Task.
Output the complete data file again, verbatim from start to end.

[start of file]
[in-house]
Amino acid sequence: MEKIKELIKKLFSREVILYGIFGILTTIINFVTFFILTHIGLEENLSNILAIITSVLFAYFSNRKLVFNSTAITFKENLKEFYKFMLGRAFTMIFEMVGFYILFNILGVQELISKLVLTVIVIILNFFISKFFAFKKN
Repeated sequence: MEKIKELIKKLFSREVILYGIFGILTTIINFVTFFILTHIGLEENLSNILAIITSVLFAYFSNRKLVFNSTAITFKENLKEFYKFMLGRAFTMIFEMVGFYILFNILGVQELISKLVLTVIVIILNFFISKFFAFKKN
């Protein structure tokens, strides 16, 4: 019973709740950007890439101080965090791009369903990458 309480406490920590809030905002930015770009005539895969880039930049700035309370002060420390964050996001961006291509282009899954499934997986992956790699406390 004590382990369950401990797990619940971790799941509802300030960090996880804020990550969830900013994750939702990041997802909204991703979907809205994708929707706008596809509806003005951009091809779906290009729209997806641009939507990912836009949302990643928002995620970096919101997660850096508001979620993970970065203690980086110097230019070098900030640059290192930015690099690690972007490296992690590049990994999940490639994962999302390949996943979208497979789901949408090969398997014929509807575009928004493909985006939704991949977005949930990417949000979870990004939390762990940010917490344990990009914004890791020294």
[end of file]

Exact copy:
[in-house]
Amino acid sequence: MEKIKELIKKLFSREVILYGIFGILTTIINFVTFFILTHIGLEENLSNILAIITSVLFAYFSNRKLVFNSTAITFKENLKEFYKFMLGRAFTMIFEMVGFYILFNILGVQELISKLVLTVIVIILNFFISKFFAFKKN
Repeated sequence: MEKIKELIKKLFSREVILYGIFGILTTIINFVTFFILTHIGLEENLSNILAIITSVLFAYFSNRKLVFNSTAITFKENLKEFYKFMLGRAFTMIFEMVGFYILFNILGVQELISKLVLTVIVIILNFFISKFFAFKKN
């Protein structure tokens, strides 16, 4: 019973709740950007890439101080965090791009369903990458 309480406490920590809030905002930015770009005539895969880039930049700035309370002060420390964050996001961006291509282009899954499934997986992956790699406390 004590382990369950401990797990619940971790799941509802300030960090996880804020990550969830900013994750939702990041997802909204991703979907809205994708929707706008596809509806003005951009091809779906290009729209997806641009939507990912836009949302990643928002995620970096919101997660850096508001979620993970970065203690980086110097230019070098900030640059290192930015690099690690972007490296992690590049990994999940490639994962999302390949996943979208497979789901949408090969398997014929509807575009928004493909985006939704991949977005949930990417949000979870990004939390762990940010917490344990990009914004890791020294």